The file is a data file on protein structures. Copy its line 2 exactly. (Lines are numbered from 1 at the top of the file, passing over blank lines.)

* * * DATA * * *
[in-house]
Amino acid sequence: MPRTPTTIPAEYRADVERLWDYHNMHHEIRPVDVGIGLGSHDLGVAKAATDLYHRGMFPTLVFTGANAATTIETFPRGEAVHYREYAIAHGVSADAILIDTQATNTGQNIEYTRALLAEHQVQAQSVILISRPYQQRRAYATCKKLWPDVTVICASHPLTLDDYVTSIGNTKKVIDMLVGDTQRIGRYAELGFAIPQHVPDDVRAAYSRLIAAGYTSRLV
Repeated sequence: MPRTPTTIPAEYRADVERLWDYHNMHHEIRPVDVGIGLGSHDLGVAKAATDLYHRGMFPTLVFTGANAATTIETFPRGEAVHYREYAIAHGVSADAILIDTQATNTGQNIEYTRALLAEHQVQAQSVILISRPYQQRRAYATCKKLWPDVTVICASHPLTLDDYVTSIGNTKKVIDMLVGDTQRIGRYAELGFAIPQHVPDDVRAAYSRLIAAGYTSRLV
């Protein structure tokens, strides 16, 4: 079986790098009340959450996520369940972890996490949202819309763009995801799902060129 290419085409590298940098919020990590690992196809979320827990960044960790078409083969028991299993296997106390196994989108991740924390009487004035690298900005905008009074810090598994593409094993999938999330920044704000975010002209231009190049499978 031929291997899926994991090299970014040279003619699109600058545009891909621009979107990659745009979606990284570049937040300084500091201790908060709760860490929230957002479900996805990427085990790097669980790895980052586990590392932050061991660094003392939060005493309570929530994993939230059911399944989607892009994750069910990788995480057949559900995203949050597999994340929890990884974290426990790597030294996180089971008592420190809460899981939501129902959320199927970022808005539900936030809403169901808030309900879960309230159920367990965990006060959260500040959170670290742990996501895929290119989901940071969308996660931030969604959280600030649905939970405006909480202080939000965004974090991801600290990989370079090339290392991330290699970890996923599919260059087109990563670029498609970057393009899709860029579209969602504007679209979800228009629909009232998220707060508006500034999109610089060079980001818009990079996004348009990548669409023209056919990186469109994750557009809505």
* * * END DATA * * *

Amino acid sequence: MPRTPTTIPAEYRADVERLWDYHNMHHEIRPVDVGIGLGSHDLGVAKAATDLYHRGMFPTLVFTGANAATTIETFPRGEAVHYREYAIAHGVSADAILIDTQATNTGQNIEYTRALLAEHQVQAQSVILISRPYQQRRAYATCKKLWPDVTVICASHPLTLDDYVTSIGNTKKVIDMLVGDTQRIGRYAELGFAIPQHVPDDVRAAYSRLIAAGYTSRLV